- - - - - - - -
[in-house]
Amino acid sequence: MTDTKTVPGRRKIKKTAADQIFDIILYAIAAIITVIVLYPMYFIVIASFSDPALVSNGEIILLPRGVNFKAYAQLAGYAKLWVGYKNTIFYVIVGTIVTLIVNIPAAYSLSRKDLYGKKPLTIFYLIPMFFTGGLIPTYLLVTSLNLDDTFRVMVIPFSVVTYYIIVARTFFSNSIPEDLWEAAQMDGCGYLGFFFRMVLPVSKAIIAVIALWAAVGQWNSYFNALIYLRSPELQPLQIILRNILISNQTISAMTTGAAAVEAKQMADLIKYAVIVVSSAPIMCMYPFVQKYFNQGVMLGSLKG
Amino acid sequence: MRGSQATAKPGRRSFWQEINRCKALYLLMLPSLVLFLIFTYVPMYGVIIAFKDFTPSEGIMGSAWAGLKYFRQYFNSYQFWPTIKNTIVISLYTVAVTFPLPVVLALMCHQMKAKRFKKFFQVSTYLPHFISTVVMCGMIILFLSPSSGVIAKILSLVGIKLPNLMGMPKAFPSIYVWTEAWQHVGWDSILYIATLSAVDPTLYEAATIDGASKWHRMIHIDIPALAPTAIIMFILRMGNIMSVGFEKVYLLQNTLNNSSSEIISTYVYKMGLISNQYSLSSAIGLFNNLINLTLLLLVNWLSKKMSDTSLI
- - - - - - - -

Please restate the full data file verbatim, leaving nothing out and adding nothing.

[in-house]
Amino acid sequence: MTDTKTVPGRRKIKKTAADQIFDIILYAIAAIITVIVLYPMYFIVIASFSDPALVSNGEIILLPRGVNFKAYAQLAGYAKLWVGYKNTIFYVIVGTIVTLIVNIPAAYSLSRKDLYGKKPLTIFYLIPMFFTGGLIPTYLLVTSLNLDDTFRVMVIPFSVVTYYIIVARTFFSNSIPEDLWEAAQMDGCGYLGFFFRMVLPVSKAIIAVIALWAAVGQWNSYFNALIYLRSPELQPLQIILRNILISNQTISAMTTGAAAVEAKQMADLIKYAVIVVSSAPIMCMYPFVQKYFNQGVMLGSLKG
Amino acid sequence: MRGSQATAKPGRRSFWQEINRCKALYLLMLPSLVLFLIFTYVPMYGVIIAFKDFTPSEGIMGSAWAGLKYFRQYFNSYQFWPTIKNTIVISLYTVAVTFPLPVVLALMCHQMKAKRFKKFFQVSTYLPHFISTVVMCGMIILFLSPSSGVIAKILSLVGIKLPNLMGMPKAFPSIYVWTEAWQHVGWDSILYIATLSAVDPTLYEAATIDGASKWHRMIHIDIPALAPTAIIMFILRMGNIMSVGFEKVYLLQNTLNNSSSEIISTYVYKMGLISNQYSLSSAIGLFNNLINLTLLLLVNWLSKKMSDTSLI